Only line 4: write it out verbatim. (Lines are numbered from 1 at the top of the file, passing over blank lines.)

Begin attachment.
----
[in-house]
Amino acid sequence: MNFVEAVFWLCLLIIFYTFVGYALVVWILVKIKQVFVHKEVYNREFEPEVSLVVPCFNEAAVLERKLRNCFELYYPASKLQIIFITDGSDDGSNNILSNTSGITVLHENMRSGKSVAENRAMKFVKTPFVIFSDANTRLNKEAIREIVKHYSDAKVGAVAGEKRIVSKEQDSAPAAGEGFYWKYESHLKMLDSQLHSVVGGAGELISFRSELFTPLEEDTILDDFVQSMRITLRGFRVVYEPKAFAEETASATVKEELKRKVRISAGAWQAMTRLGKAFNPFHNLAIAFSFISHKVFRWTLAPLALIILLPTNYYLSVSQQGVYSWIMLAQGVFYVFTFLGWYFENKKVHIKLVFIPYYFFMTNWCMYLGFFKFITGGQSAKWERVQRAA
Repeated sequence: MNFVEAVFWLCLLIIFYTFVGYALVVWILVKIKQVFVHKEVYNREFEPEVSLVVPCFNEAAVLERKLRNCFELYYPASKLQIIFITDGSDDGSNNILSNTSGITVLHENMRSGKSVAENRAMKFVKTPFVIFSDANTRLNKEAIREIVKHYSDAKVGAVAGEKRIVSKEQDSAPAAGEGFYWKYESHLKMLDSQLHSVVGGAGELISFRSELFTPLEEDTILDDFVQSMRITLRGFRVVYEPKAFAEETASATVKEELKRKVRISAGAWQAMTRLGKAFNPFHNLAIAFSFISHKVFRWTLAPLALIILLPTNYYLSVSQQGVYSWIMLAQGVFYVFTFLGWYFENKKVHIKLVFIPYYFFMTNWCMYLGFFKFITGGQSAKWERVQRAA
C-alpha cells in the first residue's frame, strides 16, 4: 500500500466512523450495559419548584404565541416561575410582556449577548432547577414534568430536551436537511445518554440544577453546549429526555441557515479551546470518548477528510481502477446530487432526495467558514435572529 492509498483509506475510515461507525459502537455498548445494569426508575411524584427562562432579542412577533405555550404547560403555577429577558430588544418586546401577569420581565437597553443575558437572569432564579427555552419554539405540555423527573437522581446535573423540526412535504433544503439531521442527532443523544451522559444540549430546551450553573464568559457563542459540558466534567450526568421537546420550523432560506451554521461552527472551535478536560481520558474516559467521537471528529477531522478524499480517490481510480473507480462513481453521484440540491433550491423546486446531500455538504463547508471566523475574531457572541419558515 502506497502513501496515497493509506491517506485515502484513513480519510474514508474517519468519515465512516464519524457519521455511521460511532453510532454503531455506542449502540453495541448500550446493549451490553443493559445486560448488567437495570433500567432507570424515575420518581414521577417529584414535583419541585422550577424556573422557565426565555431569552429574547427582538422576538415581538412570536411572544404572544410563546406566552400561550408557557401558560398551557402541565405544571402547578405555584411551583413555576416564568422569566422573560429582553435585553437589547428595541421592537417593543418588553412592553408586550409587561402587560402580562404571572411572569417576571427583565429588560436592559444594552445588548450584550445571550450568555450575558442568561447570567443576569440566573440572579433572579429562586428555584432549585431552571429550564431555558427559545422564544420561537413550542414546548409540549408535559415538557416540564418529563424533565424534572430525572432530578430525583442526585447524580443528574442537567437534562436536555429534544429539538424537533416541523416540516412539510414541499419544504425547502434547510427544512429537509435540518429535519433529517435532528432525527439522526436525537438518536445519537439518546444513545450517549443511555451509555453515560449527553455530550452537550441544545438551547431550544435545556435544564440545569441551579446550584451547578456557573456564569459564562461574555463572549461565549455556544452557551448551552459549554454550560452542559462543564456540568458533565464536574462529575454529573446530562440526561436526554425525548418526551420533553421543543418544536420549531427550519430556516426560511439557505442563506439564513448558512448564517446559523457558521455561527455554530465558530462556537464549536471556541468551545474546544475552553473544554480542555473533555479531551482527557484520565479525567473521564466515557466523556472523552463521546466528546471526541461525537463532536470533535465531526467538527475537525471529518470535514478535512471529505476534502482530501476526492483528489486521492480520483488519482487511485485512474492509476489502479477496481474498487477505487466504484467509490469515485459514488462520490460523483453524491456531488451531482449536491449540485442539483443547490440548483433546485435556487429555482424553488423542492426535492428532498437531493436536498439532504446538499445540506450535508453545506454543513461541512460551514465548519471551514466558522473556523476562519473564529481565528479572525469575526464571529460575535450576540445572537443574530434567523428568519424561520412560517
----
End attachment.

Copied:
C-alpha cells in the first residue's frame, strides 16, 4: 500500500466512523450495559419548584404565541416561575410582556449577548432547577414534568430536551436537511445518554440544577453546549429526555441557515479551546470518548477528510481502477446530487432526495467558514435572529 492509498483509506475510515461507525459502537455498548445494569426508575411524584427562562432579542412577533405555550404547560403555577429577558430588544418586546401577569420581565437597553443575558437572569432564579427555552419554539405540555423527573437522581446535573423540526412535504433544503439531521442527532443523544451522559444540549430546551450553573464568559457563542459540558466534567450526568421537546420550523432560506451554521461552527472551535478536560481520558474516559467521537471528529477531522478524499480517490481510480473507480462513481453521484440540491433550491423546486446531500455538504463547508471566523475574531457572541419558515 502506497502513501496515497493509506491517506485515502484513513480519510474514508474517519468519515465512516464519524457519521455511521460511532453510532454503531455506542449502540453495541448500550446493549451490553443493559445486560448488567437495570433500567432507570424515575420518581414521577417529584414535583419541585422550577424556573422557565426565555431569552429574547427582538422576538415581538412570536411572544404572544410563546406566552400561550408557557401558560398551557402541565405544571402547578405555584411551583413555576416564568422569566422573560429582553435585553437589547428595541421592537417593543418588553412592553408586550409587561402587560402580562404571572411572569417576571427583565429588560436592559444594552445588548450584550445571550450568555450575558442568561447570567443576569440566573440572579433572579429562586428555584432549585431552571429550564431555558427559545422564544420561537413550542414546548409540549408535559415538557416540564418529563424533565424534572430525572432530578430525583442526585447524580443528574442537567437534562436536555429534544429539538424537533416541523416540516412539510414541499419544504425547502434547510427544512429537509435540518429535519433529517435532528432525527439522526436525537438518536445519537439518546444513545450517549443511555451509555453515560449527553455530550452537550441544545438551547431550544435545556435544564440545569441551579446550584451547578456557573456564569459564562461574555463572549461565549455556544452557551448551552459549554454550560452542559462543564456540568458533565464536574462529575454529573446530562440526561436526554425525548418526551420533553421543543418544536420549531427550519430556516426560511439557505442563506439564513448558512448564517446559523457558521455561527455554530465558530462556537464549536471556541468551545474546544475552553473544554480542555473533555479531551482527557484520565479525567473521564466515557466523556472523552463521546466528546471526541461525537463532536470533535465531526467538527475537525471529518470535514478535512471529505476534502482530501476526492483528489486521492480520483488519482487511485485512474492509476489502479477496481474498487477505487466504484467509490469515485459514488462520490460523483453524491456531488451531482449536491449540485442539483443547490440548483433546485435556487429555482424553488423542492426535492428532498437531493436536498439532504446538499445540506450535508453545506454543513461541512460551514465548519471551514466558522473556523476562519473564529481565528479572525469575526464571529460575535450576540445572537443574530434567523428568519424561520412560517